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ASEAN human rights meeting under way in Siem Reap

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Keo Remy, president of the Cambodian Human Rights Committee (CHRC) and rotating chair of the AICHR 2022, is leading the meetings, with representatives of all ASEAN member states and the ASEAN Secretariat in attendance. PHOTO SUPPLIED

ASEAN human rights meeting under way in Siem Reap

Cambodia is hosting the second Special Meeting 2022 of the ASEAN Intergovernmental Commission on Human Rights (AICHR) and related meetings to discuss several issues, including environmental challenges and human rights in ASEAN.

The in-person meetings are being held in Siem Reap from November 15-19, during which a number of documents are expected to be reviewed.

Keo Remy, president of the Cambodian Human Rights Committee (CHRC) and rotating chair of the AICHR, is leading the meetings, with representatives of all ASEAN member states and the ASEAN Secretariat in attendance.

The meeting will discuss and review concept documents related to the AICHAR Priority Plan of Action 2014-2022 and report on newly implemented activities, and the progress of upcoming programmes.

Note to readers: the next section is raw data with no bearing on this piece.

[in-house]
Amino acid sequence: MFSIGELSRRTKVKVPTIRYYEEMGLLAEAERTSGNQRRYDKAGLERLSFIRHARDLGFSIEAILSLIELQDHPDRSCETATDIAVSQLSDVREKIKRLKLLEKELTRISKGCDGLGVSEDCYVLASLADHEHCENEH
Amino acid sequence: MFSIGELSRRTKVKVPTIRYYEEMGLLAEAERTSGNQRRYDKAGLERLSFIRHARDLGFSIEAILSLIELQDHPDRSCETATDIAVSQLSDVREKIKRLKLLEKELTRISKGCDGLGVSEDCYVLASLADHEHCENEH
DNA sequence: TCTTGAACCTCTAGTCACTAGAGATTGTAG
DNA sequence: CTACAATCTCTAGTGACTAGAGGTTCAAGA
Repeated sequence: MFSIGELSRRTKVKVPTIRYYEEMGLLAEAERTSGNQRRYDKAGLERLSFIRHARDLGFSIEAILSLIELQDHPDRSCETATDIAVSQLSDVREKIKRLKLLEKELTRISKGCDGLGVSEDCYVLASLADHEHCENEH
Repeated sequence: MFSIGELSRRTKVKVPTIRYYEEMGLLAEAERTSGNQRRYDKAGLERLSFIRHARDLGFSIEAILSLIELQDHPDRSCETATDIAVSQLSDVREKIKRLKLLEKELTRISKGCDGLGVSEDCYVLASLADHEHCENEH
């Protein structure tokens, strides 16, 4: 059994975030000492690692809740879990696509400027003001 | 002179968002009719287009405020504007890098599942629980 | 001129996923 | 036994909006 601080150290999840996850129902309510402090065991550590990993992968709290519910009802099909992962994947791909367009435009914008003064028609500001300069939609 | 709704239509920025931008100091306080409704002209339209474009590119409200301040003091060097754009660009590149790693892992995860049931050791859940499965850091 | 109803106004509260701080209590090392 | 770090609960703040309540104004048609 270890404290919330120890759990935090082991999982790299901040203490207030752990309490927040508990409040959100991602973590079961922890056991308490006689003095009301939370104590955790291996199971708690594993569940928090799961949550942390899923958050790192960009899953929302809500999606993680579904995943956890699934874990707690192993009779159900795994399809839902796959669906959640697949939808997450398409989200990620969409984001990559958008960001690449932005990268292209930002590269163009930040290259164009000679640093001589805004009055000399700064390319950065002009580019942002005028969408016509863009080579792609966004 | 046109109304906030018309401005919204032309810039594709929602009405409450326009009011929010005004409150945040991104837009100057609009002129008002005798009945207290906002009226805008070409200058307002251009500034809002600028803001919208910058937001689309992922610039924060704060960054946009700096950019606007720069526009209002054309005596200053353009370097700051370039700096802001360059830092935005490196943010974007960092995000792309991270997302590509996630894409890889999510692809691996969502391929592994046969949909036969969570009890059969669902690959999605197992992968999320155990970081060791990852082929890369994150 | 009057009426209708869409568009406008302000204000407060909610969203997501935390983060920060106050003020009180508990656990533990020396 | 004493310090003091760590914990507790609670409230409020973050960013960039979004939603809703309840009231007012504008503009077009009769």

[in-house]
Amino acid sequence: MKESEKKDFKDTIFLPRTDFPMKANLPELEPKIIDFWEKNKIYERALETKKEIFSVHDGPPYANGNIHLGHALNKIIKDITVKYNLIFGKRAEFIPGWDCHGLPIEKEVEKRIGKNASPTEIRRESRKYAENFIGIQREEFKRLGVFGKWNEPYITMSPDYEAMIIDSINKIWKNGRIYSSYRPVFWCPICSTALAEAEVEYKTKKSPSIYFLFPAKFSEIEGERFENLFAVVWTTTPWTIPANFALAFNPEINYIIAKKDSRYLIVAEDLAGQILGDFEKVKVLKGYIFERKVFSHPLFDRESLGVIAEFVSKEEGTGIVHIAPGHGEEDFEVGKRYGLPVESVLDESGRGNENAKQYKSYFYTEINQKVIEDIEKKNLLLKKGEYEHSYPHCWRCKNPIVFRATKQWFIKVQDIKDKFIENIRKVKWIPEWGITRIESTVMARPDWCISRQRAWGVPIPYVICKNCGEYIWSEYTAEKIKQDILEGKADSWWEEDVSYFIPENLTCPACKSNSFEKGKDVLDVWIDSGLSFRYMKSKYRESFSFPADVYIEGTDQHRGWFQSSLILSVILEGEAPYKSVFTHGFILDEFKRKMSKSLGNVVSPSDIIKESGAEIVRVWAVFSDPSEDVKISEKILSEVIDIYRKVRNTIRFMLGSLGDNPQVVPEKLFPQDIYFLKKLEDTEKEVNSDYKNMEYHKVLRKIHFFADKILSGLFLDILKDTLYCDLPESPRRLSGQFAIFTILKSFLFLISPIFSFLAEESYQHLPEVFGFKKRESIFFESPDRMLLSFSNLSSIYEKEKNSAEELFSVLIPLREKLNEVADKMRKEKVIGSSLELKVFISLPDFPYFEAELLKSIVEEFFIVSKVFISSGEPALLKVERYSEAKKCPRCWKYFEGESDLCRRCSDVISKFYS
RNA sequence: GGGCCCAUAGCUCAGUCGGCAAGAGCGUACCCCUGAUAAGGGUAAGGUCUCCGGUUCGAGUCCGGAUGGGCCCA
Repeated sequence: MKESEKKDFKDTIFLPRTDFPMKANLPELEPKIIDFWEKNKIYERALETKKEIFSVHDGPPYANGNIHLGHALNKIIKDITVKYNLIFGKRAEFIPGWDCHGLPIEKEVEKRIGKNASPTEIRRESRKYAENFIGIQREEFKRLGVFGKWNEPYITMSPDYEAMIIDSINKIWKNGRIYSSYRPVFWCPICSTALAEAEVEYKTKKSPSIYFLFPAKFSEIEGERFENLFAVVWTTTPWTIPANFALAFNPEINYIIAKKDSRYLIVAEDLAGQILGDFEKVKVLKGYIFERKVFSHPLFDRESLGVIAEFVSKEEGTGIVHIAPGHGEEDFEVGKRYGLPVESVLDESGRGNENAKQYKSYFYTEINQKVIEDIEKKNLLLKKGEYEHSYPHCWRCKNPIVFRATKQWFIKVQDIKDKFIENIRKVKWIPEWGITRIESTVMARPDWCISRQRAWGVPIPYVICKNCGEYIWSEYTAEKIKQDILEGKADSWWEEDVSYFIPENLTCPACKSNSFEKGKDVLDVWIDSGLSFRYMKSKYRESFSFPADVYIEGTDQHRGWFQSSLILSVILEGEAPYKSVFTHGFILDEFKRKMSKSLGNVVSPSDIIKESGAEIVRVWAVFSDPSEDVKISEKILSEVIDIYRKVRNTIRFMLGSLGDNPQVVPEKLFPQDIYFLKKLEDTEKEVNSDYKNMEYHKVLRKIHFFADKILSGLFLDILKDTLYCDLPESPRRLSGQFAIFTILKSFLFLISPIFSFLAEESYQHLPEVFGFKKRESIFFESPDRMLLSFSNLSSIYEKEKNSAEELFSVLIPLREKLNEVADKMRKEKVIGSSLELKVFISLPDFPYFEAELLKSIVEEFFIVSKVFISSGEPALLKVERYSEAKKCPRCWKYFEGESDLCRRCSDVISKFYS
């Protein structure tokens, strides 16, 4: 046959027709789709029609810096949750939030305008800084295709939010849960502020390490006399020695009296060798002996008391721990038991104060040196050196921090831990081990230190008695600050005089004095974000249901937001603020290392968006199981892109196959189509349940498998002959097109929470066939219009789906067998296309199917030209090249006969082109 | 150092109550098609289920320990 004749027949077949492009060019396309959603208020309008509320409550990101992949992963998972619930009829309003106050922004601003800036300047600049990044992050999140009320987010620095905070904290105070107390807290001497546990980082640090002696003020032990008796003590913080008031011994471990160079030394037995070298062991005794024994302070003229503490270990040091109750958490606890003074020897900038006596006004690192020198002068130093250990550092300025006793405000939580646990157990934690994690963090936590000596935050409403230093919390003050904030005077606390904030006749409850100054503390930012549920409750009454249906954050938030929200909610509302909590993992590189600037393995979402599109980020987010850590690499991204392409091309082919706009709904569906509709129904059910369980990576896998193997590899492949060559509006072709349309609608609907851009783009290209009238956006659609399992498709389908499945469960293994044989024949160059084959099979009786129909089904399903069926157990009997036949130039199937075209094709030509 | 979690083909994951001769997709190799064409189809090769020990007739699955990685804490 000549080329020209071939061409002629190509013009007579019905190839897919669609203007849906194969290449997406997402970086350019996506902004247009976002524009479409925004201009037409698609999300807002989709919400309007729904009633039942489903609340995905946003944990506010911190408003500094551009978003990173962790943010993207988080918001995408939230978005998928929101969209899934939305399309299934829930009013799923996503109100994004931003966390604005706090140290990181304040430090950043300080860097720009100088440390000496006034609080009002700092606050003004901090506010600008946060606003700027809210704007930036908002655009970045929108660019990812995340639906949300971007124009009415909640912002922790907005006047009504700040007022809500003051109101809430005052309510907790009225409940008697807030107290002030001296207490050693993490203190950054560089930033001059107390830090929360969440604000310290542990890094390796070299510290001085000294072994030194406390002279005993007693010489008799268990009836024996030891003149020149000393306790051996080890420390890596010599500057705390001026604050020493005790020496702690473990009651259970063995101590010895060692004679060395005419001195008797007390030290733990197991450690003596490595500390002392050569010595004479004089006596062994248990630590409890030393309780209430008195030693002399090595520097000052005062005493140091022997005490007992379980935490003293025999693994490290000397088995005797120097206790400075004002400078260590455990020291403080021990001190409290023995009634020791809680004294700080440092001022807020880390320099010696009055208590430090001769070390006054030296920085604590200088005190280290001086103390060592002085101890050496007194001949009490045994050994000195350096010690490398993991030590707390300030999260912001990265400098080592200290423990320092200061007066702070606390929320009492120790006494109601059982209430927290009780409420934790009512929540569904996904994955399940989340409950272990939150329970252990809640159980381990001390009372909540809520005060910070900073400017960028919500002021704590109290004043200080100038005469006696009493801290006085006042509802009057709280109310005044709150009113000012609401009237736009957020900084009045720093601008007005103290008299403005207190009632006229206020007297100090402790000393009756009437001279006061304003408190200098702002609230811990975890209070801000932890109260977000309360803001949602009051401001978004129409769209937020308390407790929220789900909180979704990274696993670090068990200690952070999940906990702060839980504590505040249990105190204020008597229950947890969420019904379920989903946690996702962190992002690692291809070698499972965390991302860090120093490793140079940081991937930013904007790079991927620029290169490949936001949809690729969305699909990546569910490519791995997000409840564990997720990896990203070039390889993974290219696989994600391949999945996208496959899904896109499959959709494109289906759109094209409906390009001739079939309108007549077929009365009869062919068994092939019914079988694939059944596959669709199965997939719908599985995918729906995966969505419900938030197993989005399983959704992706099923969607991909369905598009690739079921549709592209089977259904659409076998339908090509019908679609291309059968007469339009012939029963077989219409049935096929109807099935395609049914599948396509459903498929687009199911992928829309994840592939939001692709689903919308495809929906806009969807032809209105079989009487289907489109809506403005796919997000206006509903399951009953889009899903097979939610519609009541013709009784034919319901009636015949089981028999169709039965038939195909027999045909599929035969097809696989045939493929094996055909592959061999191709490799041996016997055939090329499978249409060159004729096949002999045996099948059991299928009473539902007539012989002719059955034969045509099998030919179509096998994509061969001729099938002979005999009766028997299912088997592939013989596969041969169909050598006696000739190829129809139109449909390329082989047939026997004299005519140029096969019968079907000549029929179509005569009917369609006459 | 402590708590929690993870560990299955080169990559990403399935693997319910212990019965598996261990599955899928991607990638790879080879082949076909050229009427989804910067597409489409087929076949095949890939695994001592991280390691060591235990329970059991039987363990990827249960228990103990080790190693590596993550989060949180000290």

According to a November 15 press release by AICHR Cambodia, chairman Remy led an AICHR delegation in a separate meeting with the UN on November 16 to discuss cooperation on the protection and promotion of human rights in the region.

It added that on November 18, AICHR Cambodia will host a ceremony celebrating the 10th anniversary of the ASEAN Human Rights Declaration and the Phnom Penh Declaration on the adoption of the declaration. This is a core tool in the protection and promotion of human rights within the bloc. It was adopted in 2012, under Cambodia’s previous chairmanship.

Am Sam Ath, deputy director of rights group Licadho, said there was a widely perceived view that human rights were declining in ASEAN, largely due to human rights abuses in Myanmar and some other ASEAN countries.

Sam Ath said the fact that ASEAN had adopted a human rights charter was a good step, but the provision of those rights remained low. In light of this, he believed that a joint statement was not enough.

“However, ASEAN is a diverse region, meaning that its members’ systems of government – and their human rights mechanisms – are different. This makes it challenging to find unanimous consent. As Cambodia is chair of ASEAN, it should set a good example in terms of human rights issues and controversies, and improve on its own issues,” he added.

CHRC spokesman Chin Malin told The Post that further statements would be issued upon the conclusion of the meetings.

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